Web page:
e) When approaching other dogs, your dog pulling at the end of the retractable lead may give out the wrong signal as a sign of aggression and lead to confrontation.

f) The handle is big and bulky and may be dropped or pulled from your hand, especially if you have other items to hold. If your dog lunges forward quickly it can also badly jolt your arm and if you have a particularly strong dog, could pull you over.

The flat lead is a traditional lead of up to 6 feet long. They can be adjustable in length and clip on to a traditional collar or harness. Some leads have a shock absorbing ability by stretching slightly if your dog lunges forward.

The harness is said by some to be the best item to use if your dog pulls on the lead, but many trainers will disagree and will not recommend it. Their argument is that if you want a dog to pull a sledge, then put on a harness. The strongest part of the dog is its chest and that is where the strength to pull comes from. Using a harness is therefore encouraging your dog to pull and is little use in training against it. However, that said, many dog owners find that the harness is more comfortable for them to keep their dog in check and have to control without injuring the neck of the dog. Many dogs do not like wearing the harness as some products will chaff around the legs. If you do decide to use the harness, make sure it is a style that is well padded for comfort.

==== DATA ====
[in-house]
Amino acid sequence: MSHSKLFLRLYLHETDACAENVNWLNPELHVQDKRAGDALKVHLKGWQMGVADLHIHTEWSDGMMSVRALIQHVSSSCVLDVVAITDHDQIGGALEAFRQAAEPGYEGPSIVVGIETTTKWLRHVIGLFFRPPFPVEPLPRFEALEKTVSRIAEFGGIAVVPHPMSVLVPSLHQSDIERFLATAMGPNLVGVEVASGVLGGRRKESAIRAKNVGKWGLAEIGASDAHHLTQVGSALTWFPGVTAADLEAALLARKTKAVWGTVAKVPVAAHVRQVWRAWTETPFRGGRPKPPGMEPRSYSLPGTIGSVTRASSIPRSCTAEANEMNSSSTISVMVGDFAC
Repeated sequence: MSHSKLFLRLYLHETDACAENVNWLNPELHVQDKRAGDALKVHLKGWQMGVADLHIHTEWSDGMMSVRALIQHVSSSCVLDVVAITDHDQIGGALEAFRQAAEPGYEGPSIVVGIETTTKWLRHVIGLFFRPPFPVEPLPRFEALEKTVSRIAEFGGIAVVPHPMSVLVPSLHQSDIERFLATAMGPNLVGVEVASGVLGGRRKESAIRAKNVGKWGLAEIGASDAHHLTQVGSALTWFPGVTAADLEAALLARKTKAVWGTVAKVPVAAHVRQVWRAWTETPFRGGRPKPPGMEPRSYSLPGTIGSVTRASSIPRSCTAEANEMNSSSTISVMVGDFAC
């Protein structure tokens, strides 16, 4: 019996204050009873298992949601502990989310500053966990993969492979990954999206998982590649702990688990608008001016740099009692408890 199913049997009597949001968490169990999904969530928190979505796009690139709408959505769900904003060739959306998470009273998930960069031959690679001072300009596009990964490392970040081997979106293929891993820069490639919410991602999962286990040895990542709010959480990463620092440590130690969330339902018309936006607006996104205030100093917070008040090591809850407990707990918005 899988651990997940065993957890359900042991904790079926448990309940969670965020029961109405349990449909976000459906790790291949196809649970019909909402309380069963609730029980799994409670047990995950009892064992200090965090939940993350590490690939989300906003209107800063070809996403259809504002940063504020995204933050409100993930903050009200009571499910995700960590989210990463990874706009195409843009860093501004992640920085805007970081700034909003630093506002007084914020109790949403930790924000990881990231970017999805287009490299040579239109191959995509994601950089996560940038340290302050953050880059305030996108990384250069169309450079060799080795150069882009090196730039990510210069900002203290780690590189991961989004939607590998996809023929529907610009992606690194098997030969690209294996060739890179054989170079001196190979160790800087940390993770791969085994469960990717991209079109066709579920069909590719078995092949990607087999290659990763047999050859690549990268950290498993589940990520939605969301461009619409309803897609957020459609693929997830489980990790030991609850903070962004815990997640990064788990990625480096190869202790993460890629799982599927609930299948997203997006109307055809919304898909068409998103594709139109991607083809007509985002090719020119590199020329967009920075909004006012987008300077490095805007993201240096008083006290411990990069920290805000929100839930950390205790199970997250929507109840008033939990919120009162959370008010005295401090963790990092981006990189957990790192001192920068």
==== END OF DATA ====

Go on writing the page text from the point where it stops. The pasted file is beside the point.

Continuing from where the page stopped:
Traditional dog collars are probably the best option. A good leather collar with a buckle is hard wearing and safest. Try to avoid collars that have the plastic clip action as these can sometimes fail and come apart giving the dog the opportunity to escape.

Never use evasive collars that are designed to inflict pain when the dog pulls, such as the electric collars that give strong pulsation jolts or even electric shocks, choke or prong collar. These collars are horrific, unkind and can cause all kind of emotional and physical injury. The prong collar has spikes that will puncture the dog’s skin when pulled tight. Over time this can create scar tissue that has no feeling so the dog eventually does not react to it, as well as possibly displaying extreme anxiety and aggressive behaviour.

Always measure your dog’s neck before purchasing a collar, which should be big enough to fit two fingers underneath. Not too tight or too loose to slip over the dog’s head.